Interview With Les Claypool: A Casual Affair

Les ClaypoolEven the weird need a leader. Les Claypool, whose work as the frontman and bassist extraordinaire of Primus turned him into a household name (if it’s a household of fringe alternative rock lovers) in the early ‘90s, has a history of bringing together unusual collaborators over the years through various acts like Oysterhead and Colonel Claypool’s Bucket Of Bernie Brains. But this March’s Oddity Faire is his first time organizing a tour dedicated to the weird out there, with Saul Williams, Secret Chief 3 and O’Death rounding out the last leg of the tour which ends in New York this weekend.

First things first, however. Though it may not seem that way, it’s been a few years since a proper release from Claypool. Of course, he wrote music for his 2007 Spinal Tap-esque film Electric Apricot: Quest For Festeroo, as well as wrote a novel, did commissioned work for film and a video game, arranged a Primus greatest hits album and career-spanning retrospective DVD, as well as toured, so it’s virtually impossible to call him lazy. But 2006’s Of Whales And Woe, until last week, was his most recent full-length.

The appropriately-titled-in-more-ways-than-one Of Fungi And Foe is Claypool’s further exploration into his identity as a solo artist, as he finds parallels between his many endeavors (only so many people can say writing a solo album is like writing a novel and are actually speaking from experience) and grows ever more comfortable with his natural musical instincts.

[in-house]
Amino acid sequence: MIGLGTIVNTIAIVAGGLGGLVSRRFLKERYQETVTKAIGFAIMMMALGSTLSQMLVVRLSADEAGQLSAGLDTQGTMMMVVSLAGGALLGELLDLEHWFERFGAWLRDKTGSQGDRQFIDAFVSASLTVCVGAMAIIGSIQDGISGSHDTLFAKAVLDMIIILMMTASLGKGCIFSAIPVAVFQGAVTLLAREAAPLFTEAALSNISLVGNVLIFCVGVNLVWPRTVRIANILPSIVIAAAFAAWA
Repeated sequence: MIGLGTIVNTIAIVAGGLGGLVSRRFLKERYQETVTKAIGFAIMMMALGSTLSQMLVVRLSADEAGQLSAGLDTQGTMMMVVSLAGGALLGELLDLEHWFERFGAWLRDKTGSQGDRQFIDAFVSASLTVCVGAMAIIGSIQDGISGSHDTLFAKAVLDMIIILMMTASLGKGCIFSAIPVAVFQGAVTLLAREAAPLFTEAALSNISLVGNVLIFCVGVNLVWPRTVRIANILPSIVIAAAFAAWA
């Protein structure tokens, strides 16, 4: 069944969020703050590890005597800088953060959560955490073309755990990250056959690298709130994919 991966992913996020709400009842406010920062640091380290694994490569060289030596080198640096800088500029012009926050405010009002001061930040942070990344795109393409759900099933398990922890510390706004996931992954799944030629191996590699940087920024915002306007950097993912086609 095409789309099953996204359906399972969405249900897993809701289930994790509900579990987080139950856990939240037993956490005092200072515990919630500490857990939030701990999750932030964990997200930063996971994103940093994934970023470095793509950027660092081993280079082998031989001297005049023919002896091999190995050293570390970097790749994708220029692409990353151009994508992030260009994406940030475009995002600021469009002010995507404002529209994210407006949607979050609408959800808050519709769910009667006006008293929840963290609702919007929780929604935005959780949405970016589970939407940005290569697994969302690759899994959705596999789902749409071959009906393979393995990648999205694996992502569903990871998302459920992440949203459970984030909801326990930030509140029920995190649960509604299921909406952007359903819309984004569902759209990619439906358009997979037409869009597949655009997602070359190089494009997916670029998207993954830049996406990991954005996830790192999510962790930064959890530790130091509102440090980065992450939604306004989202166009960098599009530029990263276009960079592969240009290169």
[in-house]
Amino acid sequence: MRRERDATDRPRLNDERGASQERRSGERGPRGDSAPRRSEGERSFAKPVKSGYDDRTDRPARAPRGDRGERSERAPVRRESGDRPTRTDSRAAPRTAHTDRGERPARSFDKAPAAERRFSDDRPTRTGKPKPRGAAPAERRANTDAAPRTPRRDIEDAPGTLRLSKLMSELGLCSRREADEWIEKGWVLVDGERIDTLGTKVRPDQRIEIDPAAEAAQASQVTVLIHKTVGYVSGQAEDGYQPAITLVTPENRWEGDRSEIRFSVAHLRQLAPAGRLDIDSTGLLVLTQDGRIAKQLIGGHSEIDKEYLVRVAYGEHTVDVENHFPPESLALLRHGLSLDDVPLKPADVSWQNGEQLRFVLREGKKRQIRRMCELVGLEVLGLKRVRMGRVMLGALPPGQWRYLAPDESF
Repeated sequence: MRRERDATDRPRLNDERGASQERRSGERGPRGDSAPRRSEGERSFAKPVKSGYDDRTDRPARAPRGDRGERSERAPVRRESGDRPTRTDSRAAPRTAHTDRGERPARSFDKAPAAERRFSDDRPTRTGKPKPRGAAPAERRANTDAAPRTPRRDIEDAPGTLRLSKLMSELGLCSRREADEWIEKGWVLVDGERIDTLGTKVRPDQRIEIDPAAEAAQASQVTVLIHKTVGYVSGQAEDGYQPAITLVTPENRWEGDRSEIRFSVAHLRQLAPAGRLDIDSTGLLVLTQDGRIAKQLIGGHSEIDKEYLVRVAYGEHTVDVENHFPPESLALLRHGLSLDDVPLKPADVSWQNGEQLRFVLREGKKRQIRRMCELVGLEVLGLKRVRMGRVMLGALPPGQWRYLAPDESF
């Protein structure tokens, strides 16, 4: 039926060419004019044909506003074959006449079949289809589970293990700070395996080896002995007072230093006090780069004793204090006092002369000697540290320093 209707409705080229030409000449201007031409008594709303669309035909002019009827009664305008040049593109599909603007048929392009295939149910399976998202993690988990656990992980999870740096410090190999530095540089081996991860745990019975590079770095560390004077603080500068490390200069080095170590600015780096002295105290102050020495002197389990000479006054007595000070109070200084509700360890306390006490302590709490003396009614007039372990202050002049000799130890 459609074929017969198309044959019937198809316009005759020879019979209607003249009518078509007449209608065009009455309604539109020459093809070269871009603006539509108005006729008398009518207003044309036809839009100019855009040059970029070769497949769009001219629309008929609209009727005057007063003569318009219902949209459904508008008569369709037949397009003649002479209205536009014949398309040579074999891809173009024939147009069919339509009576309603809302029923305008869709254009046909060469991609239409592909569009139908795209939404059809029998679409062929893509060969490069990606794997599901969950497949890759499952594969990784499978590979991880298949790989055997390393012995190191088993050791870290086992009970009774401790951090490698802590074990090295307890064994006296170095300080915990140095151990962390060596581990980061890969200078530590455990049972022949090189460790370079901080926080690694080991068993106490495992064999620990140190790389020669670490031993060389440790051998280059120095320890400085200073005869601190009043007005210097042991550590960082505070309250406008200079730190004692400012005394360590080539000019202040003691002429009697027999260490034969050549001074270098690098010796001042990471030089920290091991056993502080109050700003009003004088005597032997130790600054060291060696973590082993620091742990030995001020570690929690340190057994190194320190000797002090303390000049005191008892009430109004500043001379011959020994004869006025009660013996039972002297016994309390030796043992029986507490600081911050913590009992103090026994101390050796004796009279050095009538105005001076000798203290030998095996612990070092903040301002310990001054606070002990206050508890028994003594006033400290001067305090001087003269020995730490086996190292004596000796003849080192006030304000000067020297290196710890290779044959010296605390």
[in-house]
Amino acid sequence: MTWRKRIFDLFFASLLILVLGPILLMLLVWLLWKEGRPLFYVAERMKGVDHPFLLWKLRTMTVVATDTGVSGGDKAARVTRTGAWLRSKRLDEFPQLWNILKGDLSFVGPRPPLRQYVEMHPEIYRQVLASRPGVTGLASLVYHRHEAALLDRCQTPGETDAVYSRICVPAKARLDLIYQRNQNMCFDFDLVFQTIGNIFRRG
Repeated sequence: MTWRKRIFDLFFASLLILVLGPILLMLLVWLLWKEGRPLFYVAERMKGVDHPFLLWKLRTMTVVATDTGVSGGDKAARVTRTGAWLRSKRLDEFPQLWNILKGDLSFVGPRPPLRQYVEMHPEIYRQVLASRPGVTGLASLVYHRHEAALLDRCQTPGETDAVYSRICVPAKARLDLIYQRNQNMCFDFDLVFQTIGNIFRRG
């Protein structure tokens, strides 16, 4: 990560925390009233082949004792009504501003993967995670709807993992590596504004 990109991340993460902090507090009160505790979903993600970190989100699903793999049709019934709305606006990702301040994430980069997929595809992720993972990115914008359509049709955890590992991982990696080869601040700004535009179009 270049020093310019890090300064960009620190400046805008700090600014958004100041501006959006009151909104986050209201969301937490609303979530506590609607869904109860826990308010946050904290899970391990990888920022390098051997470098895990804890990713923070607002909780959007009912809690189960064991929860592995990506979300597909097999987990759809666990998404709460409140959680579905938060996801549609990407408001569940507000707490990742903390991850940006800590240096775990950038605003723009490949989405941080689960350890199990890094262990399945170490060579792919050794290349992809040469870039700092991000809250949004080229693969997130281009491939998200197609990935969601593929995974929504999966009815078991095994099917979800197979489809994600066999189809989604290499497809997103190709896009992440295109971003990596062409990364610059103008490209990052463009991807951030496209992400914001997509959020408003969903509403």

The new album was culled from work on a video game and a film?

A good portion, I’d say about two-thirds of it, the music end was based on some work that I was commissioned to do for a sort of abstract sci-fi interactive game called Mushroom Men, and this thriller called Pig Hunt which is about a three thousand-pound wild boar which terrorizes the pot fields of northern California.

But this isn’t a score; this is an album of songs.

Well, basically what I did was when I was asked for material, whether I was scoring to a scene or just coming up with theme tracks for characters, when they needed for 30 seconds worth of material, I gave them four to five minutes worth of material, partially because I knew I wanted to use the material for an album at some point in time.

There’s no guitar on the record. Was that intentional or did it just happen that way?

Partially intentional, partially it happened that way. The last few years I’ve been out on tour I have not had a guitar player, so I’ve been leaning away from the guitar for a while, whether it was saxophone or violin or cello or some sort of mutated instrument of my own.

Do you prefer working without guitar?

I think a lot of it was finding that my instrument was more defined when it was not competing with the same frequencies as a guitar. There is a little crossover there, whereas some of these other instruments, whether it’s saxophone or marimba or even the cello—which can be a bit competitive—usually there’s a lot more breathing room. And just to be honest I’m a little bored with guitar (laughs).

Well, you did have a little on Of Whales And Woe.

There was a little bit. It was mainly stuff that I played, just textural. I can play a little guitar. Usually when I need a part, it’s either, ‘Well, I gotta call somebody in,’ which is gonna take a day or two or three or five, or I can finish this song right now, by me grabbing this instrument and playing it. And that’s usually what happens. It’s more out of you get on a roll, you want to finish a song, and away you go. And usually when I bring in other musicians, it’s either to jam on some stuff or futz around or someone just happens to be in the neighborhood like when Eugene was up and we just got drunk and just started recording things, or it’s me having bits and pieces of unfinished material, and I call in a Skerik or a Mike Dillon or someone like Sam Bass or some interesting musician to see what they can do with it.